Using Grimoires and their Spirits to Learn Magic

When it comes to old magical texts, you will know you are no longer a complete beginner when you can at least read a Renaissance grimoire* and determine a practical way of working with it. Spirits can also teach you how to do this. Here are three suggestions for developing a larger repertoire: 

1. Take the time to learn a modern grimoire, like those offered by the Gallery of Magick, Al Manning, or New Avatar Power (NAP) by Geoff Gray-Cobb.  They work!  And, in spite of their simplicity, they can serve as an introduction to this sometimes daunting field of occultism.  See if you can call up the “teaching spirit of the book,” sometimes referred to as the crossroads spirit or the “familiar of the text.”  In NAP, it’s called the “Magical Mentor,” but even the old grimoires have them (Clauneck or Scirlin in the Grimorium Verum, etc.).  Have this spirit teach you how to evoke a spirit from a more complex text.  For example, if you were working with the Magical Mentor, you might have it teach you how to call the demon, Marbuel from The Black Raven. The Raven is a relatively simple grimoire but harder than the modern texts and challenging for beginners because the method it offers takes a lot of knowledge for granted in the operator. Many books of magic are like that. Marbuel will then teach you more.  Do this multiple times as a way to magically deepen your knowledge and power.  It can be quite exciting to learn this way.

2. Get McGrath’s Practical Magickal Evocation. It’s a tiny book put out by Finbarr and can be found everywhere. One of the spirits given there is Maseriel, the tutelary demon of the book. He has “60 servants.” Each of these will teach you one valuable thing about philosophy, magic, or necromancy. But the trick is that you have to ask for this directly and you will have to do the evocation of Maseriel multiple times (which is his payment—you will discover). Write the 60 things (some long, some very short and obvious but still useful—and all personal to you) down in your magical journal. Those things (lessons) will continue to unfold in your life as teaching tools for a very long time. After these evocations, call Maseriel again and ask him for an improved method of working with another grimoire. I suggest you choose something just out of reach in terms of your skill level. If you are a relative beginner, you might want to choose The Grimoire of Honorius or Liber Armadel.**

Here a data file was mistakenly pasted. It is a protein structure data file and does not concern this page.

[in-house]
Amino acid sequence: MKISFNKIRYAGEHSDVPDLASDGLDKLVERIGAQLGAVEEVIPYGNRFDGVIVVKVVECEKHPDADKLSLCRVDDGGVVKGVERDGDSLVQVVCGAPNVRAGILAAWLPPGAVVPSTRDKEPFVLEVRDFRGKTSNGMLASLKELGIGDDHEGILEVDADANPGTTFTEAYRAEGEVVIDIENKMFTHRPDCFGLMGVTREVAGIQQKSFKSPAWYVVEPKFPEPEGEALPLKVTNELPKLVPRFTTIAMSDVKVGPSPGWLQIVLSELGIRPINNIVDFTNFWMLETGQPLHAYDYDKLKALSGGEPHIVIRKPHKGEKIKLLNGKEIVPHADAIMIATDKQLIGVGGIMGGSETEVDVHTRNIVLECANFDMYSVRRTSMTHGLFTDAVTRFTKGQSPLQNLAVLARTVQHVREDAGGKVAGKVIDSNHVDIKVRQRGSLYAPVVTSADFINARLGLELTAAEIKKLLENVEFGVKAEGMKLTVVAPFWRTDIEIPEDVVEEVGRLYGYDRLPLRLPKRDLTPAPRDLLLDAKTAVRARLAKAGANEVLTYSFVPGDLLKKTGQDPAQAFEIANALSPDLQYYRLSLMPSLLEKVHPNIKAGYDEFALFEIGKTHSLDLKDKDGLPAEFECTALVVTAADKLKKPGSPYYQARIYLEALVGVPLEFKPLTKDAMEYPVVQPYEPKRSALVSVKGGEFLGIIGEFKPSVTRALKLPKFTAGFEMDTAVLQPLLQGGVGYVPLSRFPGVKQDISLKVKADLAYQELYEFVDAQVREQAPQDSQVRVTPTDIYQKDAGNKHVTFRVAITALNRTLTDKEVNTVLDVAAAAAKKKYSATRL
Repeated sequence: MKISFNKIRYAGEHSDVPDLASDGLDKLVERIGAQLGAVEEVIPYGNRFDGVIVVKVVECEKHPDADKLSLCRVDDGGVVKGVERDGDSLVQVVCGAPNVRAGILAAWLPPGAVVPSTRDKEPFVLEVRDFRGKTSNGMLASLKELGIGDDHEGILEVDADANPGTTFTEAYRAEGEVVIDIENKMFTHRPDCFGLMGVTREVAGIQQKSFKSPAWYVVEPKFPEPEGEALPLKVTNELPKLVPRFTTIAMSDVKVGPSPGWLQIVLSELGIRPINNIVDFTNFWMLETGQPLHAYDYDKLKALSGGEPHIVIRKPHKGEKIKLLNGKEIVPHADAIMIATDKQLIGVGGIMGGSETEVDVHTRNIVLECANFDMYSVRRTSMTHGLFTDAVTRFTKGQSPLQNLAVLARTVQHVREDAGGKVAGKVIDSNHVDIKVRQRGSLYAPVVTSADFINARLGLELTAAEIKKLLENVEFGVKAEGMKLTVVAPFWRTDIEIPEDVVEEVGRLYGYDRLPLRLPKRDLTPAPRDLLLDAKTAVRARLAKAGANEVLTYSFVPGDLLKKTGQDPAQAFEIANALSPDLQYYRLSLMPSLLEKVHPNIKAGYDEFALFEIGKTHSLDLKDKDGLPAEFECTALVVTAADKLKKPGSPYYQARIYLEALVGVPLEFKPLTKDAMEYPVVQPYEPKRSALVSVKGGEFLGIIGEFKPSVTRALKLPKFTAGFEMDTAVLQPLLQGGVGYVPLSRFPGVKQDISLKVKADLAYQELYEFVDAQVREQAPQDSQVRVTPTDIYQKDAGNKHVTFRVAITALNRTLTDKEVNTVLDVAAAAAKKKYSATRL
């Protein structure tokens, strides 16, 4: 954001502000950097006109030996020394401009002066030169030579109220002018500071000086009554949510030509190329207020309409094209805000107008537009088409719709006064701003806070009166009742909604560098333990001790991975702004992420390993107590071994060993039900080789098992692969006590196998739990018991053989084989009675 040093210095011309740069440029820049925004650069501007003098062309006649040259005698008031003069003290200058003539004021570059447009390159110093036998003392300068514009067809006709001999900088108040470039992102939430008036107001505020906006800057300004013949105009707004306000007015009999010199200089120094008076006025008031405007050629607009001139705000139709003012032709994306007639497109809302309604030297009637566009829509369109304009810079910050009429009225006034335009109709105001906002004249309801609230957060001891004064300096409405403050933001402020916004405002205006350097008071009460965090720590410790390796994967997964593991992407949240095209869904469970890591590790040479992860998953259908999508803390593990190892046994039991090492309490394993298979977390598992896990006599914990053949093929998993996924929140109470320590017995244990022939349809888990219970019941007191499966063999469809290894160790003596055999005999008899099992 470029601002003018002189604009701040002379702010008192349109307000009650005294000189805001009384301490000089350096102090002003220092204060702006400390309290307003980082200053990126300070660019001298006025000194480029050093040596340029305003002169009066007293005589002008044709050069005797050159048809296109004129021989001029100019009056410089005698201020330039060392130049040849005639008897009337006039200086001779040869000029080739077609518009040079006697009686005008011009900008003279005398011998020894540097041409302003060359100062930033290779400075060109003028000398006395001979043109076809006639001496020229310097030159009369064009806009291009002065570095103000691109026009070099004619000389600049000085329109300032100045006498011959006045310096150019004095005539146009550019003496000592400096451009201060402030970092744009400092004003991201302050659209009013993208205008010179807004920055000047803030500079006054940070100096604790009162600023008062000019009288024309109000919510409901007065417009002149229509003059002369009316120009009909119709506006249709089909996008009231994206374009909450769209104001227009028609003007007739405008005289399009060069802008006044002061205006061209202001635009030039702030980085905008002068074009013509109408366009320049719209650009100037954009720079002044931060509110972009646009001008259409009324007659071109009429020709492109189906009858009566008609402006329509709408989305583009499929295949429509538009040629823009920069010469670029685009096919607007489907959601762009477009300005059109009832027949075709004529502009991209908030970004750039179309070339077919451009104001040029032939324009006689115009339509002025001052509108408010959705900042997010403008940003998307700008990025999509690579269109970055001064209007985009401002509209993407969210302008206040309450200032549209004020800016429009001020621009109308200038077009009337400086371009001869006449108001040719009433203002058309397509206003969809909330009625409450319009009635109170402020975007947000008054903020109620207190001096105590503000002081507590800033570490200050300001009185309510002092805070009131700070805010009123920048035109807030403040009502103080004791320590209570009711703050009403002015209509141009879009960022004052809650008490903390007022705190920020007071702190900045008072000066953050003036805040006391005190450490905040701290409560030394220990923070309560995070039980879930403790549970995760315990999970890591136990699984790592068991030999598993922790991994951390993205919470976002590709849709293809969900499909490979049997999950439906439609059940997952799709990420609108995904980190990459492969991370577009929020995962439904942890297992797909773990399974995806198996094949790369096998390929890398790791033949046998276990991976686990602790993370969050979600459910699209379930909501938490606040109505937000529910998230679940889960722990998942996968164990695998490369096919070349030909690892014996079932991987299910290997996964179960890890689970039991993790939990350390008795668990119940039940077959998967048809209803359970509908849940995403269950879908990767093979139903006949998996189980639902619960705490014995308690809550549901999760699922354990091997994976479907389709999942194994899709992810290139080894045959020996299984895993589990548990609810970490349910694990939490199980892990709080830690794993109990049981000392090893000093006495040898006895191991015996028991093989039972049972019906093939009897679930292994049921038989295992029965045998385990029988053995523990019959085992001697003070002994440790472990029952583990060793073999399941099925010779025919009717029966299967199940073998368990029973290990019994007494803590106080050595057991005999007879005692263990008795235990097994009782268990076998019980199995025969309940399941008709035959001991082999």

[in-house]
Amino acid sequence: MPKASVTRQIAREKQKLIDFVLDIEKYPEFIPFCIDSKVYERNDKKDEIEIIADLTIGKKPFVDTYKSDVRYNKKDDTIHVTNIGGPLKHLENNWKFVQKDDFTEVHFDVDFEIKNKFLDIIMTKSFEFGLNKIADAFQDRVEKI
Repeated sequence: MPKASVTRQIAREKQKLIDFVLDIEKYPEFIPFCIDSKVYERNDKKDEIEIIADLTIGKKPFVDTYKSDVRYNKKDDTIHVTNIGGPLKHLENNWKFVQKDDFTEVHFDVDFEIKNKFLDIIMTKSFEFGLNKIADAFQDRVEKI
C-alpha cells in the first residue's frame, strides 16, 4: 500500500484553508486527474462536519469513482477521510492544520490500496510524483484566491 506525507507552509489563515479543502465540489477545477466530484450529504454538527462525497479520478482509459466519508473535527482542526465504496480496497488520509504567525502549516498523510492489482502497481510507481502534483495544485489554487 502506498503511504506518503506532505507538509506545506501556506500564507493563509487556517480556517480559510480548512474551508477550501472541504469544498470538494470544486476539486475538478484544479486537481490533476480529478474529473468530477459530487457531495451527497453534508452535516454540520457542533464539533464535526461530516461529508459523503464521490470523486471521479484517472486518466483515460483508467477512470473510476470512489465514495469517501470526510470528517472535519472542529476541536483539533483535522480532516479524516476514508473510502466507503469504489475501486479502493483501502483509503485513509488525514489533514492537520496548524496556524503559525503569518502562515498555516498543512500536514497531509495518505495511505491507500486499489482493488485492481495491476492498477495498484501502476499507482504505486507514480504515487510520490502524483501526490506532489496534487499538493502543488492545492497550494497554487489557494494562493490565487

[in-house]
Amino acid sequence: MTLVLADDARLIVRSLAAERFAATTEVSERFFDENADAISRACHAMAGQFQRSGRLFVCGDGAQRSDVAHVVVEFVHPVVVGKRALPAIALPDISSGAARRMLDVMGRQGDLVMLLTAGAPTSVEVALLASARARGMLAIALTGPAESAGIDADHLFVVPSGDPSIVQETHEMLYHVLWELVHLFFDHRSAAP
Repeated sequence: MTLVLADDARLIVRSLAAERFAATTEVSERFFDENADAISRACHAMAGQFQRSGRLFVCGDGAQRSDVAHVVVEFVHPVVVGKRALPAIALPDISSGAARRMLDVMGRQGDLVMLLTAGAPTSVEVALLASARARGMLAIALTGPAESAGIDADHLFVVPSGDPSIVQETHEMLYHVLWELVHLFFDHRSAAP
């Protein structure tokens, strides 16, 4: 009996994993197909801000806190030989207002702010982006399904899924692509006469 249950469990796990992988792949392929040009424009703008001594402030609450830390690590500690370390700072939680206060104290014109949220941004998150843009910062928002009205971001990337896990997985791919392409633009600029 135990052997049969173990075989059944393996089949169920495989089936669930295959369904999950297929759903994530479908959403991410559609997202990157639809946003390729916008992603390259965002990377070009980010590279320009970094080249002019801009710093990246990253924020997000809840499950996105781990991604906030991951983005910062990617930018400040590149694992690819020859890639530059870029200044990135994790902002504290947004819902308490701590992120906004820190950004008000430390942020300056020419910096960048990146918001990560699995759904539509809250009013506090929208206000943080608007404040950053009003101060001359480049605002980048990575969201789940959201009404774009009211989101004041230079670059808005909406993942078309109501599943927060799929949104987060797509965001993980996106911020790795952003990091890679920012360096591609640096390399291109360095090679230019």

3. Harder: get an utterly egregoric grimoire (i.e. one that is made up by some fake occultist but that takes on its own reality through use ***) like Evoking Eternity or The Devil’s Grimoire or The Gates of Dozak or The 13 Gates of the Necronomicon. It’s a good beginning-to-intermediate test to see if you can make those work, because they can, but more of the burden is on you to achieve subjective synthesis (i.e. suspended disbelief ****) and then push energy into those containers. Have one of the aforementioned spirits (or, if you prefer, one of the Shem angels from GoM’s 72 Angels of Magick) teach you how.

This is one of the classical ways a grimoire magician / necromancer would work—getting the spirits to teach the mysteries directly. It still can work that way. And you will find that your magic is a lot stronger when you have a spiritual teacher providing you with personalized instruction.  It certainly isn’t boring.

* You don’t need to be fluent in Vulgar Latin, French, German, Italian, Portuguese, Spanish, Hebrew, Greek, Sanskrit, Arabic, or any of the other grimoire languages (to say nothing of Enochian) if you have an English translation. However, by looking up key words, you will develop a deeper grimoire literacy, which will make you a better magician when spirits speak in those terms. You will also have the good insights that come from learning a new language in that context. A grimoire is a world in itself and a unique perspective on the world. It is not surprising that a language is that, too.

** Not to be confused with The Arbatel of Magic, which I consider to be a more dangerous grimoire with multiple blinds that need to be taken into account on multiple levels. Leave this one aside for a while.

*** Ultimately, this describes all grimoires, but some are more obviously egregoric than others.

**** This is a term coined by the late, controversial Dr. Lisiewski. The following is his definition from Ceremonial Magic & The Power of Evocation: “Axiom 3—A state of Subjective Synthesis is produced through the conscious study, understanding, comprehension, and acceptance of the theory of all elements that compose a given magical act. As a result of this synthesis, an integrated belief system is taken up in the Practitioner’s subconscious mind. This allows the individual to perform the magic and obtain the results desired from the magical act. Argument 3—I define this state of subjective synthesis as a mental process which leads to an integrated belief system. In this case, it is the Practitioner’s belief system in the power of magic and in how the magic works. This belief system is held in the part of the mind below the level of conscious perception, known as the subconscious (or unconscious) mind. These ordered set of beliefs are then used by the subconscious (or unconscious) mind during the magical act.” I take issue with Dr. Lisiewski’s “grimoire fundamentalist” approach, but this idea is very useful, imo. 

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